The heart and soul of Cambodia, the temples of Angkor did not fail to inspire awe in our own hearts and souls. When the Khmer Empire ruled Southeast Asia from approximately the 9th to the 15th centuries, Angkor was its all-powerful capitol. According to The Lonely Planet, Angkor’s population was a bustling 1 million people around the time that London was a small town of 50,000. It’s magnificent how many temples are within the city – numbering around 1,000 if all ruins are counted – and it’s even more mesmerizing to imagine what the ancient capitol was like back at its zenith.
Enduring multiple invasions near the end of the empire’s reign, Angkor was inevitably sacked by Ayutthaya invaders in 1431. Nearly all of Angkor was deserted, except for Angkor Wat, which was still used as a Buddhist temple. Today, the famous wat is said to be the largest single religious monument in the world, and the entire ancient city is a World Heritage Site visited by around 2 million people a year.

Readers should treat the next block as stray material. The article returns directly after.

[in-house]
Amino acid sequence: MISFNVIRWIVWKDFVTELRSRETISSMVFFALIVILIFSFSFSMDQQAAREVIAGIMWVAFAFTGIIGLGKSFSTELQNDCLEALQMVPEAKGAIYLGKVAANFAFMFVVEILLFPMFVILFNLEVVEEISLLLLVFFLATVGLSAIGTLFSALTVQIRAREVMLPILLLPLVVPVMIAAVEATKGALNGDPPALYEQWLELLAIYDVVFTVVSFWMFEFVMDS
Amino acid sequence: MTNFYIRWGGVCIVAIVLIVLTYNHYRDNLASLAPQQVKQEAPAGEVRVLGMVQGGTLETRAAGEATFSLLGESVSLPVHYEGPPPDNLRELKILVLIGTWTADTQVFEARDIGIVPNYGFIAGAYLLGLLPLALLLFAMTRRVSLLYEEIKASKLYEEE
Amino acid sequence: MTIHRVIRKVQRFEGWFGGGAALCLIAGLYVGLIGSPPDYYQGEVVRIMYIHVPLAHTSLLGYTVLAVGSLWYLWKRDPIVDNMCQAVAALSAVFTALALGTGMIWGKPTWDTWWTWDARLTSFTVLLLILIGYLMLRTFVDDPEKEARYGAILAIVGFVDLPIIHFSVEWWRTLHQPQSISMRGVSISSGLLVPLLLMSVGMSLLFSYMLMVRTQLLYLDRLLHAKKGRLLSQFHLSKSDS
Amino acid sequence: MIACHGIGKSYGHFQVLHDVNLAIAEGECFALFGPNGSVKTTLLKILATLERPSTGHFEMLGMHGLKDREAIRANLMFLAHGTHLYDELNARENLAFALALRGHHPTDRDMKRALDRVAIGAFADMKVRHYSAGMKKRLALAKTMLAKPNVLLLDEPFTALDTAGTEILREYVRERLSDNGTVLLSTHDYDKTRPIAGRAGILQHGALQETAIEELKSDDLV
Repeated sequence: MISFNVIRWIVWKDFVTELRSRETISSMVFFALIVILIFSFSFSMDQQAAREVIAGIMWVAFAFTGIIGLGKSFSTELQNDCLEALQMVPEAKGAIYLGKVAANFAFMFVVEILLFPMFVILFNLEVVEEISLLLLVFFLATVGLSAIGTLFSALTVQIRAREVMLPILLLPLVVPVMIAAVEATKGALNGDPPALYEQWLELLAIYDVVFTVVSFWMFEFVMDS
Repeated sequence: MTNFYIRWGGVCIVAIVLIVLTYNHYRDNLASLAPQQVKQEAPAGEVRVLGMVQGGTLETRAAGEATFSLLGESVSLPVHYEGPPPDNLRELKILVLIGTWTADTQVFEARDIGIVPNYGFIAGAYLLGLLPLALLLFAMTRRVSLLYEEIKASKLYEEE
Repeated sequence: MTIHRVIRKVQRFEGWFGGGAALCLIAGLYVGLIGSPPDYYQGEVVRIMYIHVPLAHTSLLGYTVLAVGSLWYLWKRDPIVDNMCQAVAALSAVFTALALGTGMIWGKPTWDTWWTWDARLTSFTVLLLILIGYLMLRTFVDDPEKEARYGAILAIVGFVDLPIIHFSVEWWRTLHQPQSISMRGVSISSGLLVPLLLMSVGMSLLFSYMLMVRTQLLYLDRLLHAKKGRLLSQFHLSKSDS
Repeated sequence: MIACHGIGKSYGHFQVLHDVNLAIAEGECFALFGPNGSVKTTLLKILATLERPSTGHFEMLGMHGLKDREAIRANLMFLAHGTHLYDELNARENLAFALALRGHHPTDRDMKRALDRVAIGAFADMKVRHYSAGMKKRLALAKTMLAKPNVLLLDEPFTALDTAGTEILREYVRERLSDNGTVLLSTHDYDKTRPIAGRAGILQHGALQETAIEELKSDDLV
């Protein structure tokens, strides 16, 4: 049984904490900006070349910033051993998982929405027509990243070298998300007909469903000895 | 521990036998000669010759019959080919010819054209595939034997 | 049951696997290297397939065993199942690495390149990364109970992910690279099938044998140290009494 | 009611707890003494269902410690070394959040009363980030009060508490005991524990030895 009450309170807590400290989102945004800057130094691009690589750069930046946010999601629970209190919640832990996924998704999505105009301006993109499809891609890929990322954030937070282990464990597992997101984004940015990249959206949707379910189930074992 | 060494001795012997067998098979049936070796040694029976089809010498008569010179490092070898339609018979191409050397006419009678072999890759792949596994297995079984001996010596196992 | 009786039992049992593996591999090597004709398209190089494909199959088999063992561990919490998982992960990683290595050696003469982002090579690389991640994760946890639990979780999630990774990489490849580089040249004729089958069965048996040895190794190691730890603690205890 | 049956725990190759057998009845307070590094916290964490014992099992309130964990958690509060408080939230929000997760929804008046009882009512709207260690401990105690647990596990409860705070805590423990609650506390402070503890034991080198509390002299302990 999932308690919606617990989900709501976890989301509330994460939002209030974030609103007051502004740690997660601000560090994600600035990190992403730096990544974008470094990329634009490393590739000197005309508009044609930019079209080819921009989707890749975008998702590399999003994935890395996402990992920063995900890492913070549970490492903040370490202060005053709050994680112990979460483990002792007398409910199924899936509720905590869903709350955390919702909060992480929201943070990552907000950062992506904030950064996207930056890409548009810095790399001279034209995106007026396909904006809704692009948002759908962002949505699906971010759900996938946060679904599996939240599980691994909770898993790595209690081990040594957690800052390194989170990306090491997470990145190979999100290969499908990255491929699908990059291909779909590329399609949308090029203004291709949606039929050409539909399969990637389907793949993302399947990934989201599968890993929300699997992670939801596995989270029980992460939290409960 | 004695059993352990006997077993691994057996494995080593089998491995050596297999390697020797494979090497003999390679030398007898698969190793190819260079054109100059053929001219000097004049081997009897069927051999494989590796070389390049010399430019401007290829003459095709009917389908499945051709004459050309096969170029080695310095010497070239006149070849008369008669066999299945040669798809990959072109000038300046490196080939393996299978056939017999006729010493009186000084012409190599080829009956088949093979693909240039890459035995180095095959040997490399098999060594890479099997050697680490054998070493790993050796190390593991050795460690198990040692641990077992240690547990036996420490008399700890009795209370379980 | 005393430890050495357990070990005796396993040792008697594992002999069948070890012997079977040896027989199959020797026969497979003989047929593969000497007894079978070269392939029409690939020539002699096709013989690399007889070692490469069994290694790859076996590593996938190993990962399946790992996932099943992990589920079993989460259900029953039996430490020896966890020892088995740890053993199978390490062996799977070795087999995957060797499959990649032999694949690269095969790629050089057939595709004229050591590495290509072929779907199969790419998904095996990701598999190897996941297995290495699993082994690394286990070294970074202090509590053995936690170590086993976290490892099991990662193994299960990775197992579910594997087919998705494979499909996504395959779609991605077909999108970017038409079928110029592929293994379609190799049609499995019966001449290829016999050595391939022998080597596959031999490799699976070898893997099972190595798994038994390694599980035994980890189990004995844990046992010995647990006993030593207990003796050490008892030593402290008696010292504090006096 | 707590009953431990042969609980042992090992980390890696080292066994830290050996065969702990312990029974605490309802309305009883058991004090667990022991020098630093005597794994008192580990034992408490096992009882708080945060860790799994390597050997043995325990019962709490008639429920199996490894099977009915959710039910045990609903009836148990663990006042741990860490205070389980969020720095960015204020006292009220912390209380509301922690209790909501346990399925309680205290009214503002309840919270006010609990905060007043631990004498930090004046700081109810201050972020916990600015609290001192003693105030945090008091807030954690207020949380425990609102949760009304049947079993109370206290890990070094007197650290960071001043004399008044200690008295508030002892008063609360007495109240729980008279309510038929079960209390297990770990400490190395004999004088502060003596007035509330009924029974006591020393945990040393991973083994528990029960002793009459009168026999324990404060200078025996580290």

We visited this incredible place for 2 days. Day one started with a sunrise at Angkor Wat, followed by a grand circuit tour, driven by our amiable tuk tuk driver. The second day comprised of a little later start and the short circuit tour, including a peaceful walk through the forest amongst seemingly deserted temple ruins. It was nothing short of magical.